Chris Drage, Steppes Discovery client, talks about his most memorable day on the Botswana Wildlife safari:

A Visit to Mashatu’s Elephant Hide

As we set out at dawn for the drive to the elephant hide I couldn’t help but feel just a little apprehensive. After all, the trip brochure did promise us a game drive with Jena, the elephant researcher. But as it happened she wasn’t available this particular day and we were to spend the morning at the newly constructed elephant hide beside the artificial waterhole. My initial disappointment was tempered by the knowledge that this had occasionally occurred on our previous Steppes Discovery trips in other parts of the world but had ultimately always worked in our favour. As it happened, the experience didn’t just compensate us for the loss of a game drive but totally exceeded our wildest expectations!

July and August are particularly hard for most of Mashatu’s wildlife being the height of the dry season and this particular year, a very long and protracted dry season at that. Only the predators were looking fat. For most creatures the artificial waterhole constructed in front of the sunken hide is a lifesaver. Thus it is very well frequented by all the ‘locals’! For us the major attraction is that it has been located on one of the major pathways for elephants across the game reserve so the chances of seeing elephants en mass and close up was excellent indeed.

As the warming sun slowly rose above the Eastern horizon, our open-topped Land Cruiser bounced its way across the dry, semi-arid landscape, each passenger clutching a hot water bottle and rug (it gets cold at night in Mashatu), cameras, though, were always at the ready. Sure enough, as is the case in Mashatu, we stopped within 15 minutes of leaving to observe the wildlife at close quarters. This morning it was a family of elegant Southern Giraffe browsing the Umbrella Trees near the track and shortly after, a beautiful black-backed Jackal. Within another five minutes Daniel, our driver pulled up and pointed out fresh leopard tracks beside the ‘track’ – how does he do that, drive and track at the same time? Eventually, we arrived at the hide location where we were greeted by Mike, our host and photography expert for the morning.

The hide is a good 100m from the vehicle park and while we assembled our camera bags and humped our kit to the hide, Dan and Commander (our wildlife spotter) humped insulated boxes full of tea, coffee and nibbles for our mid-morning repast – you’ll never go hungry in Mashatu! Down the steps and into what looked for all the world like a converted ship container with large viewing apertures cut out of it. As the apertures are at ground level you see the wild life almost eye-to-eye. Propped up on our bar stools with cameras and camcorders resting on bean bags at the ready, we settled down to wait.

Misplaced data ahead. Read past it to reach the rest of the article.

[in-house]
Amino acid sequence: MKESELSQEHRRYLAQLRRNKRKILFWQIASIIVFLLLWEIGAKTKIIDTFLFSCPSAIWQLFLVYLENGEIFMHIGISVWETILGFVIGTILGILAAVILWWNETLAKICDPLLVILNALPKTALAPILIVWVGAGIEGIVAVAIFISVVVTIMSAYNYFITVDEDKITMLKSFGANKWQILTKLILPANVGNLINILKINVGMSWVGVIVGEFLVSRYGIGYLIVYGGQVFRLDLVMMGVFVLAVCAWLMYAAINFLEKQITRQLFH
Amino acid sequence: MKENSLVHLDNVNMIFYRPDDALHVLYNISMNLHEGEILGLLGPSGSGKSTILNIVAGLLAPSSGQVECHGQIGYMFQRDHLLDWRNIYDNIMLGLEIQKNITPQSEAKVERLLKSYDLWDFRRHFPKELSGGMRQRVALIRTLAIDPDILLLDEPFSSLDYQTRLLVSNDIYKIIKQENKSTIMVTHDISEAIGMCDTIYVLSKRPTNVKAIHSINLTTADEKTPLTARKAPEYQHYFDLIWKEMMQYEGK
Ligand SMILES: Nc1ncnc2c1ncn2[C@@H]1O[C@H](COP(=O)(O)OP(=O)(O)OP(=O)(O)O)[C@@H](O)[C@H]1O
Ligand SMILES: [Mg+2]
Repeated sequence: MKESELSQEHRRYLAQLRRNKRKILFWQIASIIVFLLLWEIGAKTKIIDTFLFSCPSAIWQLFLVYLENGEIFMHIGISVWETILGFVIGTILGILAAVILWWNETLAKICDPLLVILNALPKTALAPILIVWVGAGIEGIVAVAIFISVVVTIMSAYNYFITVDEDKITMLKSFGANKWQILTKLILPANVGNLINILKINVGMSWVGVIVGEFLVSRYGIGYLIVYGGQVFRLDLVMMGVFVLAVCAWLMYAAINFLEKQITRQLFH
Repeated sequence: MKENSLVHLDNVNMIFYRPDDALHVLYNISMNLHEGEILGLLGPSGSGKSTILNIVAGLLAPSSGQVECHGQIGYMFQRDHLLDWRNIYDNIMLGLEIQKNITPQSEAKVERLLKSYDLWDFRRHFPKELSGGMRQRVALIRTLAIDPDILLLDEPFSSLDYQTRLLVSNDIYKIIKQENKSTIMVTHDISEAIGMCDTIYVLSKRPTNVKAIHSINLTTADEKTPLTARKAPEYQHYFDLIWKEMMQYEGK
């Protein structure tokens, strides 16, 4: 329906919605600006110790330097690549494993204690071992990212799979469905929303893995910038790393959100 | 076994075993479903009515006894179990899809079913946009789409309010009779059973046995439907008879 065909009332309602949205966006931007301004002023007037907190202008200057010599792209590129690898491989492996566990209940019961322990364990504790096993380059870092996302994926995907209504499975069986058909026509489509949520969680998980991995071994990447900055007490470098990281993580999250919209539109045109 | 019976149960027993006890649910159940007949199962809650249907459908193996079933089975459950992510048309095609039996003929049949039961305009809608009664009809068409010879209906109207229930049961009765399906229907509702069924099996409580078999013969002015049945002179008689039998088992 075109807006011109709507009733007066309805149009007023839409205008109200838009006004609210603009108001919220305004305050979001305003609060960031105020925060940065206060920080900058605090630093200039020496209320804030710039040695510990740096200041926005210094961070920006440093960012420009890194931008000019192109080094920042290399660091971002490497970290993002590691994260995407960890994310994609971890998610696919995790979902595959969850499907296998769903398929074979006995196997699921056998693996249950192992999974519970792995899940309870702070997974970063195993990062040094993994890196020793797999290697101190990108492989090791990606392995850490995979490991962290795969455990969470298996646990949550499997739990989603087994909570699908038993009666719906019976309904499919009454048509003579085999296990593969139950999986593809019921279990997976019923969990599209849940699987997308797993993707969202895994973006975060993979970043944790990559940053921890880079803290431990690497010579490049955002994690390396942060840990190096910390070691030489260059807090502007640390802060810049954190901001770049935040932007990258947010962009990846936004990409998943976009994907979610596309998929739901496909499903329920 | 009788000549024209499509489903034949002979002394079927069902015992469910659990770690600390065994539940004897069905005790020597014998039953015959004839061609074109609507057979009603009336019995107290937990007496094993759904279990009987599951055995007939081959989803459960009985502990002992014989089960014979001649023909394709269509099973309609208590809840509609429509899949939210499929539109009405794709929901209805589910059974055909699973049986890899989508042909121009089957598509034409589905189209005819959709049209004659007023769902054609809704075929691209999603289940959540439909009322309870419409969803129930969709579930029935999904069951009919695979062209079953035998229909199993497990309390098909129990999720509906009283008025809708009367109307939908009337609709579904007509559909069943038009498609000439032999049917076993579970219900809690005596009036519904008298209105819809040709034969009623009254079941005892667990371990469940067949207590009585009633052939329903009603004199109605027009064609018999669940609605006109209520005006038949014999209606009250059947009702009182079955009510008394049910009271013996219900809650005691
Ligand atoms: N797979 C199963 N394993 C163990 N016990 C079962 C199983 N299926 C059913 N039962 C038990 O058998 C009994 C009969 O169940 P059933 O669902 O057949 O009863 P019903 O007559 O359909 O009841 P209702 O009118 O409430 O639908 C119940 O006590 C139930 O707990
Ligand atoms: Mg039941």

We were instructed to talk only in whispers and to move quietly so as to not startle the wildlife. Mike was always on hand to help, advise and to identify various species that appeared. For the first hour or so these were mainly birds: Arrow headed Babblers, Dark Capped Bulbuls, Crowned Lapwings, Crested Francolin, Helmeted Guinea Fowl, Glossy starlings and Meyer’s Parrot, to mention but a few. By mid-morning we had various small groups of Impala, Kudu and Eland visiting the waterhole. Ever cautious, ever wary, these timid gazelles were only too aware of the dangers posed by drinking at the waterhole. However, for us it afforded the only close up shots we were able to get of these magnificent beasts. It was interesting to watch their relationship and tolerance of the red-billed oxpeckers which perched in threes and fours on the backs of the gazelles looking for ticks and flies.

Suddenly they were there – all around the waterhole before us! I counted 30+ elephants of all ages and sizes, some standing so close that any of us could touch their legs from our subterranean hide. The little ones spied us and I am sure wanted to poke their trunks through the viewing apertures. Mike, our guide and a keen photographer himself, quickly had us shooting spectacular shots. His guidance on composition and artistry just added to the moment.